The electrodes 18 and 20 of the present invention are likewise rather important and unique in their construction. The length, width and thickness of the electrodes 18 and 20 will vary with the number of gallons of water to be purified in a given application. A preferable electrode configuration is illustrated in FIGS. 1 and 2. As an example, electrodes that measure 10" in length, 2" in width and have a thickness of approximately 0.5", have been found particularly preferable for use in connection with the purification of small bodies of water (between 1,000 and 50,000 gallons).
The electrodes 18 and 20 are constructed of a carbon and ceramic ash composite. This material is very important to the present invention since this composite is highly conductive, but totally non-reactive. This composition is much more durable and long lasting in an electrically active aqueous environment that other materials previously used for such purposes, such as platinum coated metals. Since the preferred carbon ceramic ash composite has a 20% porosity, the surface area of the electrodes is greatly increased, which in turn increases the output of positive sanitizing attributes being produced by the device 10. An industrial grade of this composite is preferred for use as electrodes 18 and 20. A particularly preferred composition contains about 80% carbon and about 20% ceramic ash. It should be understood that other combinations of carbon and ceramic ash materials could be used, while still achieving the benefits of the present invention. For example, in addition to 580 grade carbon, 250, 2000, 2016, 2020 and 2025 grade carbon or carbon ash compositions could also be used.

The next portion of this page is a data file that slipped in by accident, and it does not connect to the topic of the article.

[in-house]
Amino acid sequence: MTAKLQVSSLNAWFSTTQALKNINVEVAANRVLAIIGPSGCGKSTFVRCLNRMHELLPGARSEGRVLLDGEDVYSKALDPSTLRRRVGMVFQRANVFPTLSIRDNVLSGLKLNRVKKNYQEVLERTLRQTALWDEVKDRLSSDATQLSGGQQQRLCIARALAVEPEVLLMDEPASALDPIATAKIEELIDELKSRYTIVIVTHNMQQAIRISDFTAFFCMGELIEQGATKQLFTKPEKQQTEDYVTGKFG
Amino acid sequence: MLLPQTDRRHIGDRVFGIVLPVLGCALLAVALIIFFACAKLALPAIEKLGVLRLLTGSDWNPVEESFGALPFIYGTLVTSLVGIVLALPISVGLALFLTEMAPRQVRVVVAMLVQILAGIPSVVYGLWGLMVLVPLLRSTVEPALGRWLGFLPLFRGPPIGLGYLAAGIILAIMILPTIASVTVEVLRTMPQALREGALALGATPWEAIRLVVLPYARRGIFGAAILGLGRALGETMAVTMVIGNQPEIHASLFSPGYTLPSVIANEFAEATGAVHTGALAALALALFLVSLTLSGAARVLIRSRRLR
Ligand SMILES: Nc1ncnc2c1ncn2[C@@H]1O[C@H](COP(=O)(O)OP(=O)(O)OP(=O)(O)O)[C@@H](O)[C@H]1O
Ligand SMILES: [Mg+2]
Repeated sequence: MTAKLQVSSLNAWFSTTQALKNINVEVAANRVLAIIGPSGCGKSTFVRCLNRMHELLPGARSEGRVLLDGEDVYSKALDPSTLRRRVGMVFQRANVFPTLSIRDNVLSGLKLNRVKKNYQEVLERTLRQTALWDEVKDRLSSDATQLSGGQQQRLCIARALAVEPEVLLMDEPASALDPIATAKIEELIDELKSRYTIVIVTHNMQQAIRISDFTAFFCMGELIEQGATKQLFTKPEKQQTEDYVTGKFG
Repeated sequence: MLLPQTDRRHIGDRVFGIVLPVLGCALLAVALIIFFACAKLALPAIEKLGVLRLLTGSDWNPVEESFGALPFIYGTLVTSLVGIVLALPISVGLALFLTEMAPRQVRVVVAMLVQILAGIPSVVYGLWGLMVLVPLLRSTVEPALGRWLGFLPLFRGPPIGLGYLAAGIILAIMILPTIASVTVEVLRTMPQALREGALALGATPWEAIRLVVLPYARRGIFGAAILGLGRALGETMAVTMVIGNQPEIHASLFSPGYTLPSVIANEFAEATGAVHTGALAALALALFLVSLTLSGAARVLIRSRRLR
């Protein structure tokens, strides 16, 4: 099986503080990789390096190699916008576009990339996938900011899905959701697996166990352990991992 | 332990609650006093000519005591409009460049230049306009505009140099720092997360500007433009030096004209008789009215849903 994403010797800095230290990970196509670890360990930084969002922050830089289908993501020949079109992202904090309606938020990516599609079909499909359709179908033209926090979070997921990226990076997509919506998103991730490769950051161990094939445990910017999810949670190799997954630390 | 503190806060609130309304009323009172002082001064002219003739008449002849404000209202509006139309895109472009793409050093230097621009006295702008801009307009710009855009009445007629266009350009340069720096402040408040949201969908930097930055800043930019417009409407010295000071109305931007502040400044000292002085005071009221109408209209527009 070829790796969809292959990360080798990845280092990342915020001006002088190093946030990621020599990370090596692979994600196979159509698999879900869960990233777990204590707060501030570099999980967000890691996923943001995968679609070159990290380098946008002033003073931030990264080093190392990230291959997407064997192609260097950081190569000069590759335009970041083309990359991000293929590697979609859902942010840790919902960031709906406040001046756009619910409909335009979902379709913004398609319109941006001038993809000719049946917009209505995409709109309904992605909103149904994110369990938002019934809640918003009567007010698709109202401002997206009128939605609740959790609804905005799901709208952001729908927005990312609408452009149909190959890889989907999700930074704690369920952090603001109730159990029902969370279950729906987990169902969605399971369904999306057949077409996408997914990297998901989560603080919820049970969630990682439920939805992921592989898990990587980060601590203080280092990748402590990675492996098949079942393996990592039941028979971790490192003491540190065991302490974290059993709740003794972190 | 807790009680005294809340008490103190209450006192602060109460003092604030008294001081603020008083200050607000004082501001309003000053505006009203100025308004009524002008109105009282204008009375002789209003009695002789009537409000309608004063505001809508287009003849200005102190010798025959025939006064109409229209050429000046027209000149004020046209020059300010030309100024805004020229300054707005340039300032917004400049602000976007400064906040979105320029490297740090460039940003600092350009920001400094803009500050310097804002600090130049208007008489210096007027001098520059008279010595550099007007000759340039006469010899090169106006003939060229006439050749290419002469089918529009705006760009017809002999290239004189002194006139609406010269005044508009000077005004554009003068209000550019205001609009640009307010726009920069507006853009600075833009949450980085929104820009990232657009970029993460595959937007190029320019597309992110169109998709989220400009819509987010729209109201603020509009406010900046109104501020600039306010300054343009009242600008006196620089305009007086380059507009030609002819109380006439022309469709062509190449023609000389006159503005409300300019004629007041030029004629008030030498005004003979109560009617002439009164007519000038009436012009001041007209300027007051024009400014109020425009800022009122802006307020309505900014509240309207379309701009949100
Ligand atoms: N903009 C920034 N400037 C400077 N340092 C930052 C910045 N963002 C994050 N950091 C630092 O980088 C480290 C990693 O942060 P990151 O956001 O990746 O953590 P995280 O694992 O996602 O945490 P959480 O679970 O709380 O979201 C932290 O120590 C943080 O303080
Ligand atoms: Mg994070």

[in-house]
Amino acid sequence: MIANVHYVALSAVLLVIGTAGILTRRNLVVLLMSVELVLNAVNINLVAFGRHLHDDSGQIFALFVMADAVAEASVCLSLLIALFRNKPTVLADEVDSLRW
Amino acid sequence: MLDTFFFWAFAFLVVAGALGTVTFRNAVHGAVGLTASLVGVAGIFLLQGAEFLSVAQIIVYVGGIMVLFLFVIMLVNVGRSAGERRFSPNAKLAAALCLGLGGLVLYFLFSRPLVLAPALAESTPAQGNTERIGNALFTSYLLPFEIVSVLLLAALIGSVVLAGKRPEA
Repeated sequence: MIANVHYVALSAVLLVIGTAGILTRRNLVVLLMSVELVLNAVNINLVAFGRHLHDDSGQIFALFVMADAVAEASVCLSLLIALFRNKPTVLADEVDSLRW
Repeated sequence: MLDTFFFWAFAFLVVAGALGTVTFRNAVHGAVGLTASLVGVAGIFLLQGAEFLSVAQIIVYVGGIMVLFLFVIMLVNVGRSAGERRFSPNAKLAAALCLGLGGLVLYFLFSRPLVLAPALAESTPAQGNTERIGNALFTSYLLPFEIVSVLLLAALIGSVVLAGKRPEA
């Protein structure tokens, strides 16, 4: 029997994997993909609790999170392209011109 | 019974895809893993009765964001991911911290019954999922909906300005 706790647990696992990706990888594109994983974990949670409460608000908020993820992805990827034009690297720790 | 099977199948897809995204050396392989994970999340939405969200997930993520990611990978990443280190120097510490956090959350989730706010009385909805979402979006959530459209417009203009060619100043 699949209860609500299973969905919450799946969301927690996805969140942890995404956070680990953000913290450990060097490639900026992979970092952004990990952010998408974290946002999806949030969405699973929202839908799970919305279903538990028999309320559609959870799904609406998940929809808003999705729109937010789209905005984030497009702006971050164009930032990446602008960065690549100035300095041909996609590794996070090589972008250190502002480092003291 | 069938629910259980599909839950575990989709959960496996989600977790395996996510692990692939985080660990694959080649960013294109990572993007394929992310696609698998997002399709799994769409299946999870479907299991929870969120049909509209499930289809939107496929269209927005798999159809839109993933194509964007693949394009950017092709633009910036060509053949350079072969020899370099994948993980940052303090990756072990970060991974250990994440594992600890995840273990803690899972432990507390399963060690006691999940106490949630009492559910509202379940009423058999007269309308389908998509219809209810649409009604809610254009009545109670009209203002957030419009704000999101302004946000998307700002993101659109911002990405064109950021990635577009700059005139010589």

The operation of device 10 will now be described in connection with the embodiment set forth in FIG. 1. Electrode assembly 15 is first inserted into a contact chamber 24. The assembly can be secured to the chamber by cementing the cap 16 to portion of the inner surface of the chamber 24 and/or by providing a threaded outer surface on the cap 16 that engages a complementary surface inside of the chamber 24. The chamber 24 is located in the return line of a water flow or recirculation system. The electrode assembly 15 is connected to the power supply 12 as previously described in detail.
Water is supplied to the contact chamber 24 by the water supply line 22. The water supply line 22 is smaller in diameter than the contact chamber 24, in order to slow down the flow of water and promote a longer contact time of the water that is being oxygen enriched by the device 10 of the present invention. Accordingly, it is preferred that the water supply line of the present invention be on the order of 1 1/2" to 2" in diameter, while the contact chamber is 2" to 4" in diameter. It should be understood that these diameters could vary in accordance with the present invention, depending upon the flow rate and type of water purification to be achieved.
The geometry of the contact chamber with its vertical chamber 27 also serves to promote a longer contact time between water and the electrodes 18 and 20. With the electrodes placed in a vertical chamber 27 of the contact chamber 24, low voltage DC current is passed between the electrodes 18 and 20. This creates an electrical field between the electrodes 18 and 20 where water molecules that pass between them or contact them are molecularly stimulated and separated into their key elemental forms, free radical oxygen and hydroxyl radicals. The longer the contact time, the more oxygen radicals are produced, as well as increasing the potential of generating high oxidation reduction potentials (ORP).